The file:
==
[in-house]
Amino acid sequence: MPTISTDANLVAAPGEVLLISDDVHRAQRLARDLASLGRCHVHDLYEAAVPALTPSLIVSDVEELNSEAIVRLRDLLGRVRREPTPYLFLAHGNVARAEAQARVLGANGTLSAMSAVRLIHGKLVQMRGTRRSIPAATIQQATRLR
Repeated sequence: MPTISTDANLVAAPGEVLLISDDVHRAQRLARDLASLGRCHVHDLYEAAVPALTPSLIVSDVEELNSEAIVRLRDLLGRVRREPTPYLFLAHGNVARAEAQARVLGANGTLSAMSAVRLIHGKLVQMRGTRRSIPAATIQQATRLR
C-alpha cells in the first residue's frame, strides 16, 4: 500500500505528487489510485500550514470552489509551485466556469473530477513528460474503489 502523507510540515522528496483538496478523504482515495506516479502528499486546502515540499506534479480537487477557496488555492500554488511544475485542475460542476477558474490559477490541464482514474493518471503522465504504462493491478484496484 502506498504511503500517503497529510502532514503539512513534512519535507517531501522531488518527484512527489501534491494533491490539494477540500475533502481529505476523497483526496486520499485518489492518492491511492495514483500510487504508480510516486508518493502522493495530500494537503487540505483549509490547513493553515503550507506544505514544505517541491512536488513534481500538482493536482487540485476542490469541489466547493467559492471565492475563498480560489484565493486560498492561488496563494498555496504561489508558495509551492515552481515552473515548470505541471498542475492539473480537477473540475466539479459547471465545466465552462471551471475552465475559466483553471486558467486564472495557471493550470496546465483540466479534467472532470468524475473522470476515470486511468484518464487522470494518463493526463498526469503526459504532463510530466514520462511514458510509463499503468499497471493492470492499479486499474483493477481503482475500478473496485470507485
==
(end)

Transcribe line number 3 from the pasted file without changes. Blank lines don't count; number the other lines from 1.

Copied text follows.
Repeated sequence: MPTISTDANLVAAPGEVLLISDDVHRAQRLARDLASLGRCHVHDLYEAAVPALTPSLIVSDVEELNSEAIVRLRDLLGRVRREPTPYLFLAHGNVARAEAQARVLGANGTLSAMSAVRLIHGKLVQMRGTRRSIPAATIQQATRLR